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Guided Writing: Practical Lessons, Powerful Results


Lori D. Oczkus Heinemann, 2007 ISBN 978-0-325-01071-7 168 pp. As teachers of English to speakers of other languages, we face the challenge of teaching our students to write, which is a complex task. Anyone who has struggled to help his or her students master mechanical, lexical and content issues will appreciate the new tools that Oczkus has provided in this publication. This handbook is functional for both the classroom teacher and the teacher educator. Oczkus, a renowned literacy expert and teacher, contends that modeling writing alone is not sufficient to produce effective writers; rather, teachers need to scaffold students through guided writing techniques. This process allows the teacher to demonstrate writing more effectively by taking writers of all ability levels through several steps: identifying examples, modeling, shared writing, guided writing, independent writing, and guided conferring. Oczkus acknowledges the recursive nature of writing (see Flower & Hayes, 1981) by encouraging teachers to be flexible in applying these methods and to choose whichever parts will meet the needs of their students. The techniques are functional and fun. Directed mainly toward the elementary aged student, the methods are broad enough in scope to make adaptation for adult learners easy. The first two chapters lay the groundwork for guided writing, defining it as a bridge between shared writing and independent writing with support to move students forward in their writing development (p. 3). Here, she elaborates that guided writing is to help scaffold student learning as they move from the basics of writing to independent writing, by utilizing the social nature of writing (Vygotsky, 1978). The
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methods techniques are applied to both small and large groupings. The teacher and peers provide the students with ample modeling, graphic organizers, conferencing and rubrics or grading guides to establish clear criteria, which push the students beyond their current level of writing ability. Chapter 2 focuses on modeling the various techniques and how to use them in the classroom. Chapters 3 through 7 are rich with examples of guided writing activities for a wide range of ability levels, focusing on the genres of poetry, personal narratives, patterned writing, expository writing, and drama. Real classroom student writing samples and illustrations accompany each genre. Reproducible handouts and rubrics are also provided. The chapters follow the same basic format, describing guided writing methodology as applied to each genre, but they also allow for flexibility so that the teacher can focus on one aspect of writing such as conventions, sentence fluency or whatever area of writing the group may need to practice. Throughout the process, students are encouraged to engage in conversation at key intervals while learning to write. Freeman and Freeman (2001) and Samway (2006) encourage this type of social interaction for English language learners and argue that it is a useful means of improving both oral and written language skills. Finally, the book includes four appendices to help implement guided writing in the classroom. One appendix teaches how to use a graphic organizer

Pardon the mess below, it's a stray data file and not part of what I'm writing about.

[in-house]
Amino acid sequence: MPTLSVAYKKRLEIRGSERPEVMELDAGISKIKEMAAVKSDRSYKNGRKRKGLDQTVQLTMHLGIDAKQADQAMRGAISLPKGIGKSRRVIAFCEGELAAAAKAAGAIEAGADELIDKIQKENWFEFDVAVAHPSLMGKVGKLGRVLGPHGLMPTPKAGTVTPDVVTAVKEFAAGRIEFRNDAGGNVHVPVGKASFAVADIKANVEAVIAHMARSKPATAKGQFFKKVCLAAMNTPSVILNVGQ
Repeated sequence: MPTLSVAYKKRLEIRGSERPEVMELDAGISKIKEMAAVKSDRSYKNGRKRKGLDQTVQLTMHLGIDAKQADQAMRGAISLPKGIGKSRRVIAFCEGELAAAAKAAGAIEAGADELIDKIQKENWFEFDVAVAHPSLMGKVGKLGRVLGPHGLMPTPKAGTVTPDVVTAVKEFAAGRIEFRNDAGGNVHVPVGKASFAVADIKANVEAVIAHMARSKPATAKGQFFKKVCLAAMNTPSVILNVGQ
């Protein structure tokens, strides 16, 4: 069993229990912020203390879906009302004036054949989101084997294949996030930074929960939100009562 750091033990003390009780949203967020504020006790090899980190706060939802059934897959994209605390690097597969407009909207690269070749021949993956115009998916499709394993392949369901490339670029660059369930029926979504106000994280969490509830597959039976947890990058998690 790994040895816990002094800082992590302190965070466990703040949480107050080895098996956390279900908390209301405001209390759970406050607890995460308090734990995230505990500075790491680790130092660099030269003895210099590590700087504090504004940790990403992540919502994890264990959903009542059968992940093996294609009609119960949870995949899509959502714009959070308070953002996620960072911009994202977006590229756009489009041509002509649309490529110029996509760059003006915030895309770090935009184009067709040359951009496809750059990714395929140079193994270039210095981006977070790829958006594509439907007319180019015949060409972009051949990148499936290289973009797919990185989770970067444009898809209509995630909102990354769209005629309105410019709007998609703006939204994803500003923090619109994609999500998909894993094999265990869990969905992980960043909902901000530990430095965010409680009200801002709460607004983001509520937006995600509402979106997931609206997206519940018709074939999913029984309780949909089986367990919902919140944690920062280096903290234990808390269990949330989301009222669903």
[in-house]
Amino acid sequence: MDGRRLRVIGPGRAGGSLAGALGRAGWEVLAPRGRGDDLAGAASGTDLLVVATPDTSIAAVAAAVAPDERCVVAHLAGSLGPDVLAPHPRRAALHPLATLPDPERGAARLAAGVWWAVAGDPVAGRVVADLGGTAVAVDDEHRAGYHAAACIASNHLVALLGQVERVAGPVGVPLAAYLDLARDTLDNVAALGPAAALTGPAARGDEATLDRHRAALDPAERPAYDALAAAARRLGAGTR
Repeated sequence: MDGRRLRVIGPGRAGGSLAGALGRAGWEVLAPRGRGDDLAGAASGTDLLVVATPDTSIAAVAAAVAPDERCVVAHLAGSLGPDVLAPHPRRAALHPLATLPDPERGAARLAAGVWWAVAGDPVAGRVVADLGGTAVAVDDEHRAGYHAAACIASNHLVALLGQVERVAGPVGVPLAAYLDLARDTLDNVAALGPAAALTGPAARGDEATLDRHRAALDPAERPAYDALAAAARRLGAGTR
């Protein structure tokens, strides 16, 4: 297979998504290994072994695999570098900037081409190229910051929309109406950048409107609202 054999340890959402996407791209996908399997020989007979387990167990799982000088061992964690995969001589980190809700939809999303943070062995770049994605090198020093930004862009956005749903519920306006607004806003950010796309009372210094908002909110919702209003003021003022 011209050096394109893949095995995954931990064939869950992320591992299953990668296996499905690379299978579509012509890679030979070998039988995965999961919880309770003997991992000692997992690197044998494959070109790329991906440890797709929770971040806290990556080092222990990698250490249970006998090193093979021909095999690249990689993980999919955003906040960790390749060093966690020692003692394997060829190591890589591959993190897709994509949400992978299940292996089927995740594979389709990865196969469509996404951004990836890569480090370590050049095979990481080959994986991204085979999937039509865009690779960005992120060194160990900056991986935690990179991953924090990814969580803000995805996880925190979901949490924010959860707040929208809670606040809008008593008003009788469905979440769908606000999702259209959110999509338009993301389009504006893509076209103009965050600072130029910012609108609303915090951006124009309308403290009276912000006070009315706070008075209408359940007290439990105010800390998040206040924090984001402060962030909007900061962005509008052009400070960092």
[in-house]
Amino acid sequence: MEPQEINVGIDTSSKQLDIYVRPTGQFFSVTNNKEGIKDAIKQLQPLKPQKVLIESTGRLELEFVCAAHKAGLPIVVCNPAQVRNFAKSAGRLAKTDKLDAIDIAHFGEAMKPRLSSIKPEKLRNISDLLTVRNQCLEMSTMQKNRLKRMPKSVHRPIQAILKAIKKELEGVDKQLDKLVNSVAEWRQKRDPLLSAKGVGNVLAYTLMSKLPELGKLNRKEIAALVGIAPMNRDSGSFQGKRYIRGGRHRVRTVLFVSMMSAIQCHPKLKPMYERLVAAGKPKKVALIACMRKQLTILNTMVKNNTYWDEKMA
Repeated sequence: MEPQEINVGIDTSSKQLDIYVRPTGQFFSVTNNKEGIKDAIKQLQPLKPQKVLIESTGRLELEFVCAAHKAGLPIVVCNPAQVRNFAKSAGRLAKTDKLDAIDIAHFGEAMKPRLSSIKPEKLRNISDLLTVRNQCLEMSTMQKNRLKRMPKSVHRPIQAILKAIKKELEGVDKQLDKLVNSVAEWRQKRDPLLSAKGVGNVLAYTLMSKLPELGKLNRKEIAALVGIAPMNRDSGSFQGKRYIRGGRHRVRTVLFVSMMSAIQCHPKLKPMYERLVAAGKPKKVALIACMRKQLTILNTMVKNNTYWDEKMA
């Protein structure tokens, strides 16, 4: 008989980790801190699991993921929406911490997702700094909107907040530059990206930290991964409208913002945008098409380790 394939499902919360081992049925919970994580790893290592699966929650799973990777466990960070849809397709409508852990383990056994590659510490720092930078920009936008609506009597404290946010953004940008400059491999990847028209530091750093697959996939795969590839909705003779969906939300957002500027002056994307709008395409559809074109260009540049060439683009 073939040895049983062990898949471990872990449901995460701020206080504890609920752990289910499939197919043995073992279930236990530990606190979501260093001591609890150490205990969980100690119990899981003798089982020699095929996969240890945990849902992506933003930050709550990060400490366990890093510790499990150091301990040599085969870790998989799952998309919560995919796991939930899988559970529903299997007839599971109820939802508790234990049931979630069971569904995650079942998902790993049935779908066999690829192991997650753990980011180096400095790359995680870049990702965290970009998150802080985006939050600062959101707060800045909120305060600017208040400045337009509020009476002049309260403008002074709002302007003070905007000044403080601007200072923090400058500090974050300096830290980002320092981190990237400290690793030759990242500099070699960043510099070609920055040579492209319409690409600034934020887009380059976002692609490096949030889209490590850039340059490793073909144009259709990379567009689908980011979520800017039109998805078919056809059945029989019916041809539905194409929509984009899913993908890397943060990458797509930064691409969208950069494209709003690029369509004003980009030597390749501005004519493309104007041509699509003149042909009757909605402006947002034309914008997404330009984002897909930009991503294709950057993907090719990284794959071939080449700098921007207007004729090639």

No. 2

June 2009

TESOL Arabia Perspectives

www.tesolarabia.org

28

Reviews

known as a flap book in each genre presented in the book. Another gives suggestions as to how students can share or publish their work. The other two provide mini-lessons on topics such as elaborating on sentence content and assessment rubrics. Each includes classroom-tested instructions that are readymade for the reader/teacher. The book is also practical for the teacher educator. Each chapter clearly demonstrates how to conduct a guided writing activity and ends with a set of discussion questions and suggestions for the classroom that can aid in discussion with preservice teachers as they develop skills in teaching writing. Despite the focus on young writers, this book has merit in the ESL classroom and for teacher education courses. The goal of creating welldeveloped, independent writers is well met, even though the process that the author demonstrates throughout is simply an alteration of the prewriting, writing, editing, revision, and publishing models that have been proven effective in classrooms for many years (Marshall, 1994). An additional plus is that Oczkus approaches guided writing as the social activity that it was meant to be (Homstad & Thorson, 2000). The tenets of guided writing can be applied easily by anyone who reads the book.

References
Flower, L. & Hayes, J.R. (1981). A cognitive process theory of writing. College Composition and Communication, 32, 365-387. Freeman, D. & Freeman, Y. (2001). Between worlds: Access to second language acquisition. Portsmouth, NH: Heinemann. Homstad, T. & Thorson, H. (2000). Writing and foreign language pedagogy: Theories and implications. In G. Bruer (Ed.), Writing across languages (pp. 3-14). Stamford, CT: Ablex Publishing. Marshall, J. (1994). Of what does skill in writing really consist? The political life of the writing process movement. In T. Newkirk & L.Tobin (Eds.), Taking stock: The writing process movement in the 90s (pp. 4556). Portsmouth, NH: Heinemann Press. Samway, K.D. (2006). When English language learners write: Connecting research to practice. Portsmouth, NH: Heinemann. Vygotsky, L.S. (1978). Mind in society: The development of higher psychological processes. Cambridge, MA: Harvard University Press.

Reviewed by David R. Byrd Weber State University Ogden, Utah

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Volume 16

No. 2

June 2009

TESOL Arabia Perspectives

www.tesolarabia.org